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I'm not entirely sure how to implement OOP concepts in JS.

I have a class which is entirely declared in its constructor:

function AjaxList(settings)
{

    // all these vars are of dubious necessity... could probably just use `settings` directly
    var _jq_choice_selector = settings['choice_selector'];
    var _jq_chosen_list = settings['chosen_list'];
    var _cb_onRefresh = settings['on_refresh'];
    var _url_all_choices = settings['url_choices'];
    var _url_chosen = settings['url_chosen'];
    var _url_delete_format = settings['url_delete_format'];

    var jq_choice_selector_form = _jq_choice_selector.closest("form");
    if (DEBUG && jq_choice_selector_form.length != 1)
    {
        throw("There was an error selecting the form for the choice selector.");
    }

    function refresh()
    {
        _updateChoicesSelector();
        _updateChosenList();
        _cb_onRefresh();
    };

    AjaxList.prototype.refresh = refresh; // will this be called on all AjaxLists, or just the instance used to call it?
    // AjaxList.refresh = refresh; // will this be called on all AjaxLists, or just the instance used to call it?

    // ...
}

There are multiple instances of AjaxList. When I call refresh() on one of them, I want only that one list to refresh itself. In the following instance:

term_list = AjaxList(settings);
term_list.refresh();

The refresh() call seems to make all the AjaxLists refresh themselves. What is the correct way to do this?

I'm using jQuery, if it makes any difference.

share|improve this question
    
you have some serious misconceptions about the language (javascript, jQuery, class). see my answer to see them clear. –  galambalazs Jul 5 '10 at 19:47

3 Answers 3

You should not redefine the prototype function in the constructor. If you want to create a privileged function use this.methodname = ... from the constructor.

function AjaxList() {
  var privateVar = 0;
  function privateFunction() {
    //...
  }
  //create a refresh function just for this instance of the AjaxList
  this.refresh = function() {
    //privileged function, it can access the 'privateVar & privateFunction'
    privateVar++;
  }
}
//public functions that don't need access to the private variables/functions
AjaxList.prototype.publicFunction=function() {

};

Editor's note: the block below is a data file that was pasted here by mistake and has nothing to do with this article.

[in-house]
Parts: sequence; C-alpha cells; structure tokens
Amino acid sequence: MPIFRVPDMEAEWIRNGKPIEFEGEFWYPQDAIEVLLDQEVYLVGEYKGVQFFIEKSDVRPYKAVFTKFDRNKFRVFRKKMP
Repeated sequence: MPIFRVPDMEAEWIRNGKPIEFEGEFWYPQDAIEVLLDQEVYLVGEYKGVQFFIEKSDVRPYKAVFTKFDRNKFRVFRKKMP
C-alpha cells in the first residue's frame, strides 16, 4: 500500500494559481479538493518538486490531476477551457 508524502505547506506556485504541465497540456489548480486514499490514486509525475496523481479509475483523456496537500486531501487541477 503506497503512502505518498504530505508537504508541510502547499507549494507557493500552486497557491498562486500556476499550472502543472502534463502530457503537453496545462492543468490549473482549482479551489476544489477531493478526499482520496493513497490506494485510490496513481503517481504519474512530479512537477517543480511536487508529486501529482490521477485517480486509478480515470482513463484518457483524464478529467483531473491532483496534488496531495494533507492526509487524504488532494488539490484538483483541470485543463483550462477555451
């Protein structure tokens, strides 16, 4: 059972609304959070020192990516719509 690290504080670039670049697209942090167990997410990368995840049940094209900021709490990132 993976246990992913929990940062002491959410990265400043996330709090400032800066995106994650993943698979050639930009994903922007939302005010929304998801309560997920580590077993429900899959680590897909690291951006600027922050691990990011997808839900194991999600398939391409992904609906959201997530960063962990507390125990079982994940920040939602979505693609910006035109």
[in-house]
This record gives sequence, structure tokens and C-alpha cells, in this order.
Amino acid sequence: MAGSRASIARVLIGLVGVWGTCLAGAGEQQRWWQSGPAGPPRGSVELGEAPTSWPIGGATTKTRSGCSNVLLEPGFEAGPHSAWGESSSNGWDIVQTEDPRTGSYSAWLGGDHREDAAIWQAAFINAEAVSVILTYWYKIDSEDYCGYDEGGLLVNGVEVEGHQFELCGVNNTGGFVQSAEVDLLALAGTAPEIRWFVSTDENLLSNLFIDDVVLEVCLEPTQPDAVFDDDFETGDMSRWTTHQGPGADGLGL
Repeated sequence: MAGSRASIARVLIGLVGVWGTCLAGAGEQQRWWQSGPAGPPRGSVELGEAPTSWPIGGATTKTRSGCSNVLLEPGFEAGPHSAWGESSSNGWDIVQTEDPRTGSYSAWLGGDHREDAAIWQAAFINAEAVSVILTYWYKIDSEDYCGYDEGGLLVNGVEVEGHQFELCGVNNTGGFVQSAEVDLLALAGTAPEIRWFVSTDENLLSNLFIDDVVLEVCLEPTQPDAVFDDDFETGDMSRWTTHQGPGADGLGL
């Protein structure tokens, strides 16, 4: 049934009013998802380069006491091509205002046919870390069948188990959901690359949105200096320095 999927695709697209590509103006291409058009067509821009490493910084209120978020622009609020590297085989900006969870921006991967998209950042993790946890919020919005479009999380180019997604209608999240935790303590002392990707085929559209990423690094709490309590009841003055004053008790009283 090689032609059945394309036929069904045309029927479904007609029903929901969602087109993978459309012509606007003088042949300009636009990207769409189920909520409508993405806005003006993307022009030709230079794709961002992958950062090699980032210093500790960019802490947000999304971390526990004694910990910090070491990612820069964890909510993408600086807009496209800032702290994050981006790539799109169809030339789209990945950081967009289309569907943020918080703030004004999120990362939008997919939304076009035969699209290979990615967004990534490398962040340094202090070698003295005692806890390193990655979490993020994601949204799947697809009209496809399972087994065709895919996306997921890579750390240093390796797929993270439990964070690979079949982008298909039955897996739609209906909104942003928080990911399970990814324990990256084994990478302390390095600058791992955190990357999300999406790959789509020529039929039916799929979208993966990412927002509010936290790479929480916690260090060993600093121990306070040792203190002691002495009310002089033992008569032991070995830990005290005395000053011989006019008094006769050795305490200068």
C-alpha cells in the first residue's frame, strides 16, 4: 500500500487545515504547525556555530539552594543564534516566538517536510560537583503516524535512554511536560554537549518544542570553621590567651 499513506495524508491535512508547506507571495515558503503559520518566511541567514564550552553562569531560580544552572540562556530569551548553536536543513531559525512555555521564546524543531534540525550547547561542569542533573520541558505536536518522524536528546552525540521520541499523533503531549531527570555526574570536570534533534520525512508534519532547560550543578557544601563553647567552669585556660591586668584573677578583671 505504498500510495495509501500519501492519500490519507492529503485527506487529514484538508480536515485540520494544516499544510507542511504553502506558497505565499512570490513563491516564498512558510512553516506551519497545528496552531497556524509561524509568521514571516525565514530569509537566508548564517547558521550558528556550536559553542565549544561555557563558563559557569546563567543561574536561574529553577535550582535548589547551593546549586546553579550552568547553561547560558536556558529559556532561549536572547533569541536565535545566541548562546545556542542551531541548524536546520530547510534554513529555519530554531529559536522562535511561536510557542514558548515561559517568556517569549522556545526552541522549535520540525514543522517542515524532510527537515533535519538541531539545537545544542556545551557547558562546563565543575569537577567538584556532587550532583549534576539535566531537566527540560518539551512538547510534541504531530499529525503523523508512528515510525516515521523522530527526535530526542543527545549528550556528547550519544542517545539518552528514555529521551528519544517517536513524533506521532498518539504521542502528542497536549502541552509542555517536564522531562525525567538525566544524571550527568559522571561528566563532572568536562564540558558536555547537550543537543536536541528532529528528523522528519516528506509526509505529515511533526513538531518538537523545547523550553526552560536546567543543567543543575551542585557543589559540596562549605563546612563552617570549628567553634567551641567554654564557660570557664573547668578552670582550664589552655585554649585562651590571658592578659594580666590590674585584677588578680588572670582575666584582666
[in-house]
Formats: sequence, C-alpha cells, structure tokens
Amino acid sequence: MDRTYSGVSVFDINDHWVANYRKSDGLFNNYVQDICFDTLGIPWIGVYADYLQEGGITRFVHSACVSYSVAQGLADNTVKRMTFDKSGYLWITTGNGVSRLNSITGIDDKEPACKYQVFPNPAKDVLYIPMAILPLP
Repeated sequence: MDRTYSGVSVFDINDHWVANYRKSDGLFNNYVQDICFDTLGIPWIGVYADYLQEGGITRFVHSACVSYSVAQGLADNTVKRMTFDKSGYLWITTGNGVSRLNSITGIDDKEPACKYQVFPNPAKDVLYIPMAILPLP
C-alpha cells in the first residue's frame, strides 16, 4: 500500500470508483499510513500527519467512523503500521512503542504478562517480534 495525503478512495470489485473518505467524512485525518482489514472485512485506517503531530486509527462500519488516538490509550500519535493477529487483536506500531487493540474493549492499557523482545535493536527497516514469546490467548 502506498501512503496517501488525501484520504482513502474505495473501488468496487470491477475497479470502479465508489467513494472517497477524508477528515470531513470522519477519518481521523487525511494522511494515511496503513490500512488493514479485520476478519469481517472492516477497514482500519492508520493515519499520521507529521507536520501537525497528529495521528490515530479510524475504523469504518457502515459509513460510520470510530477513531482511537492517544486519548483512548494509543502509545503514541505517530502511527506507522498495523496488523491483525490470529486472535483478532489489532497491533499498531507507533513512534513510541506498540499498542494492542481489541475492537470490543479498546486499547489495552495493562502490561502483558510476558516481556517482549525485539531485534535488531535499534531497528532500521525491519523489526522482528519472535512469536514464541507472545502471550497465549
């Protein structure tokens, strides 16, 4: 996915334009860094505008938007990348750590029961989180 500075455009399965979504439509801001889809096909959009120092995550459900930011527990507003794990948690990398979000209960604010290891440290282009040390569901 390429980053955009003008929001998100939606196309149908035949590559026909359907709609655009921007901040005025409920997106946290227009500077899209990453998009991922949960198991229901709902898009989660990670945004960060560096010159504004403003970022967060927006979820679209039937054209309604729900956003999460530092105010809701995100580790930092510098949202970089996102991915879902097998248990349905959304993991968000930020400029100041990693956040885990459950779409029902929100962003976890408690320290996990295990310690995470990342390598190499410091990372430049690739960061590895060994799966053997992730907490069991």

Also if you want to create a proper object, you need to change

term_list = AjaxList(settings);

to

term_list = new AjaxList(settings);
share|improve this answer
AjaxList = function(settings) {
    this._jq_choice_selector = settings["choice_selector"];
    this._jq_chosen_list = settings["chosen_list"];
    this._cb_onRefresh = settings["on_refresh"];
    this._url_all_choices = settings["url_choices"];
    this._url_chosen = settings["url_chosen"];
    this._url_delete_format = settings["url_delete_format"];

    this.jq_choice_selector_form = _jq_choice_selector.closest("form");
    if (DEBUG && jq_choice_selector_form.length != 1) {
        throw "There was an error selecting the form for the choice selector.";
    }
};

AjaxList.prototype = {
    _updateChoicesSelector: function() { },
    _updateChosenList: function() { },
    _cb_onRefresh: function() { },

    refresh: function() {
        this._updateChoicesSelector();
        this._updateChosenList();
        this._cb_onRefresh();
    }
};

Given that structure, you should be able to call:

var ajaxList = new AjaxList(settings);
ajaxList.refresh(); // etc.
share|improve this answer

I'm using jQuery, if it makes any difference.

No it doesn't. See my answer here: What's the difference between Javascript, Jquery and Ajax?

I have a class which is entirely declared in its constructor

There are no classes in Javascript. Forget them. You really need to learn some of the basics of this language in order to use them. It's not Java, even though it looks similar.

If you have a Constructor Function it will create an instance. The shared methods will be in the prototype chain, and only instance specific data goes right into the function with the this keyword.

So the basic concept of an object would look like this:

// constructor of an instance
function MyObject( param1, param2 ) {
  this.param1 = param1;
  this.param2 = param2;
  this.param3 = 32;
  return this; // [optional]
}

// Public methods can be called by any instance.
// Instances share their prototype object.
// The this keyword always points to the current
// instance that calls the method.
MyObject.prototype.sum = function() {
  return this.param1 + this.param2 + this.param3;
}

// refresh should be a shared method, since it
// does the same thing on every instance
MyObject.prototype.refresh = function() {
  // do the refresh
  // ...
}

The power of this concept is that there is only one refresh function in memory. And it can deal with any instance. In addition, if another object inherits from MyObject the refresh function will be inherited. But in the memory there will be still one shared refresh function. And it can deal with any of the parent or child instances.

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